Skipper hails Japan's pass masters
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Throughout Spain’s ongoing golden era, football’s best and brightest have continually wrestled with the question of how to handle La Roja and their distinctive style. And though strategies have varied from coach to coach, all appeared to agree on one point: the Spanish cannot be beaten at their own game.

Earlier today, Japan begged to differ. Takashi Sekizuka, in demanding that his team pass better and press higher than the accepted masters of both, took a bold tactical gamble that paid off handsomely. And while a 1-0 victory over a team packed full of senior and U-21 European champions would have been impressive enough in any circumstances, it was the convincing manner of Japan’s win that left the biggest impression.

As team captain Maya Yoshida explained, it was a day on which everything went to plan. “We had a big meeting before we came here when everything was decided,” he told “That was a big help. It was great for us to see the tactics laid out before us, and it really helped the players’ mentality and confidence. We left that meeting believing that we could beat Spain.

“You saw today that the strikers helped us a lot by pressing the Spanish defence very high up the field. That made it very difficult for Spain to settle and play their normal game. It helped us too that Spain started at a very slow pace as it made it much easier for us for stop their attacks.

I think we passed the ball better and also ran more than the Spanish team today, and that is something we can all be proud of.
Japan captain Maya Yoshida

“We had also decided with the coach before the game that the best way for us to win was to play a lot of passes rather than rely on individual play and instincts. That passing style really worked well for us. We all felt comfortable on the ball and were able to create a lot of good chances. I think we passed the ball better and also ran more than the Spanish team today, and that is something we can all be proud of.”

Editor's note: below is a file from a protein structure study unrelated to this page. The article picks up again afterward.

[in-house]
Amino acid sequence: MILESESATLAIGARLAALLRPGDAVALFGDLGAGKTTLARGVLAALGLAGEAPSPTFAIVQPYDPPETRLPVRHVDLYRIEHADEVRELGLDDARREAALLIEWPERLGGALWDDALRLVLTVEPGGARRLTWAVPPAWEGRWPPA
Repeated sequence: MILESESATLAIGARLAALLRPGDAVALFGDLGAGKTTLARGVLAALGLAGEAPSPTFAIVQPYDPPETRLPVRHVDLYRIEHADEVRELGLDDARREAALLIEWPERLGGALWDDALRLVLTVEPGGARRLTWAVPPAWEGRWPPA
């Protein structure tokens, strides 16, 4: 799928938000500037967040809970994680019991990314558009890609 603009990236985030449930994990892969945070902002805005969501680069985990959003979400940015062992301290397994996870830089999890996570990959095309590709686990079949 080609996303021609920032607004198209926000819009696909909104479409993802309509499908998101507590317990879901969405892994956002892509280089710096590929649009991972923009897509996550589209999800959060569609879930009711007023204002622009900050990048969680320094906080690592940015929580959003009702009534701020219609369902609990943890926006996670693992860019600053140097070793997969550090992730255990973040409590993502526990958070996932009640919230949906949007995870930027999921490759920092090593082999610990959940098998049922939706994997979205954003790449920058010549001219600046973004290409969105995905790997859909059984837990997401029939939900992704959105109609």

Though Yoshida makes it all sound so simple, he also knows only too well that the best-laid plans can come undone at a tournament such as the Olympic Games. He, after all, was a member of the Japan squad that made the short journey back from Beijing 2008 having lost all three of their matches, scoring just once in the process. So what has made the difference four years on?

“The two teams are totally different,” observed the Japan skipper. “In 2008, we only had a small number of players with experience of playing in Europe, whereas now we have players in Germany, Netherlands and other European countries. I think that has given us confidence for this tournament and allowed us to believe more in ourselves. The 2008 tournament feels like a long time ago now and I think you will continue to see a very different team here in the UK.”

And if that message sends shivers down the spines of their London 2012 rivals, Yoshida did nothing to allay those fears with his assertion that Japan, having outplayed the world champions, can still improve. He explained: “We should have scored a few more goals than we did, so we must be more precise in those moments. We were very strong in defence today and of course that is satisfying. But we cannot be too satisfied with this result because we need to go on and play to the same level in our next matches. And I believe we can be better than we were today.”